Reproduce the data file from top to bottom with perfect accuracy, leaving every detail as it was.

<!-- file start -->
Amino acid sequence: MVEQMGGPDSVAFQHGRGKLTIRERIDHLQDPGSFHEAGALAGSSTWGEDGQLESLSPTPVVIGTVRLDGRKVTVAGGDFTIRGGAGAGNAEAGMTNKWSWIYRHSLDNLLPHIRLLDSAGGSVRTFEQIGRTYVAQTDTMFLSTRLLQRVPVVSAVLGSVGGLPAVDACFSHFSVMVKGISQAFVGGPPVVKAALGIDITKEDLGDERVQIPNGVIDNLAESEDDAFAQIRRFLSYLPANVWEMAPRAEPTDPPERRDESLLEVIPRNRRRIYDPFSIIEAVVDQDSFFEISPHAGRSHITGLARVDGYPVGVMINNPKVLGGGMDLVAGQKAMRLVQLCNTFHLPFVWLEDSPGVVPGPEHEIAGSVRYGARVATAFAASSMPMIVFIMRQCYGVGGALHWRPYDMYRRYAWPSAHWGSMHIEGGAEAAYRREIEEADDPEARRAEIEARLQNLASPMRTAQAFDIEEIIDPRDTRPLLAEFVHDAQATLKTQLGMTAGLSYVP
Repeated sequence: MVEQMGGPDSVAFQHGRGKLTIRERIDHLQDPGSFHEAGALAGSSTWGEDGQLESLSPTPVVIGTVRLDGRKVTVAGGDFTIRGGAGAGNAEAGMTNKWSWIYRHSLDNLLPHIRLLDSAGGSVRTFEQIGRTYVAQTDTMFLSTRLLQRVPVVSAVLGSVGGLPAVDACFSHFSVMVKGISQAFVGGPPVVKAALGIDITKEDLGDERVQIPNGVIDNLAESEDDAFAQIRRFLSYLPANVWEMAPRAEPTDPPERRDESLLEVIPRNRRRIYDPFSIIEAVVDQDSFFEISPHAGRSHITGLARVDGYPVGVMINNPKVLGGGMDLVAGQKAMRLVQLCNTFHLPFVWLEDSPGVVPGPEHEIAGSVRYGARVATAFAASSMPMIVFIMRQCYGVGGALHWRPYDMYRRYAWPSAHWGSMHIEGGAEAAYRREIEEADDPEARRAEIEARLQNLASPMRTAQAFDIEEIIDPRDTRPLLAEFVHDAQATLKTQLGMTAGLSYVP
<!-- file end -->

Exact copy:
Amino acid sequence: MVEQMGGPDSVAFQHGRGKLTIRERIDHLQDPGSFHEAGALAGSSTWGEDGQLESLSPTPVVIGTVRLDGRKVTVAGGDFTIRGGAGAGNAEAGMTNKWSWIYRHSLDNLLPHIRLLDSAGGSVRTFEQIGRTYVAQTDTMFLSTRLLQRVPVVSAVLGSVGGLPAVDACFSHFSVMVKGISQAFVGGPPVVKAALGIDITKEDLGDERVQIPNGVIDNLAESEDDAFAQIRRFLSYLPANVWEMAPRAEPTDPPERRDESLLEVIPRNRRRIYDPFSIIEAVVDQDSFFEISPHAGRSHITGLARVDGYPVGVMINNPKVLGGGMDLVAGQKAMRLVQLCNTFHLPFVWLEDSPGVVPGPEHEIAGSVRYGARVATAFAASSMPMIVFIMRQCYGVGGALHWRPYDMYRRYAWPSAHWGSMHIEGGAEAAYRREIEEADDPEARRAEIEARLQNLASPMRTAQAFDIEEIIDPRDTRPLLAEFVHDAQATLKTQLGMTAGLSYVP
Repeated sequence: MVEQMGGPDSVAFQHGRGKLTIRERIDHLQDPGSFHEAGALAGSSTWGEDGQLESLSPTPVVIGTVRLDGRKVTVAGGDFTIRGGAGAGNAEAGMTNKWSWIYRHSLDNLLPHIRLLDSAGGSVRTFEQIGRTYVAQTDTMFLSTRLLQRVPVVSAVLGSVGGLPAVDACFSHFSVMVKGISQAFVGGPPVVKAALGIDITKEDLGDERVQIPNGVIDNLAESEDDAFAQIRRFLSYLPANVWEMAPRAEPTDPPERRDESLLEVIPRNRRRIYDPFSIIEAVVDQDSFFEISPHAGRSHITGLARVDGYPVGVMINNPKVLGGGMDLVAGQKAMRLVQLCNTFHLPFVWLEDSPGVVPGPEHEIAGSVRYGARVATAFAASSMPMIVFIMRQCYGVGGALHWRPYDMYRRYAWPSAHWGSMHIEGGAEAAYRREIEEADDPEARRAEIEARLQNLASPMRTAQAFDIEEIIDPRDTRPLLAEFVHDAQATLKTQLGMTAGLSYVP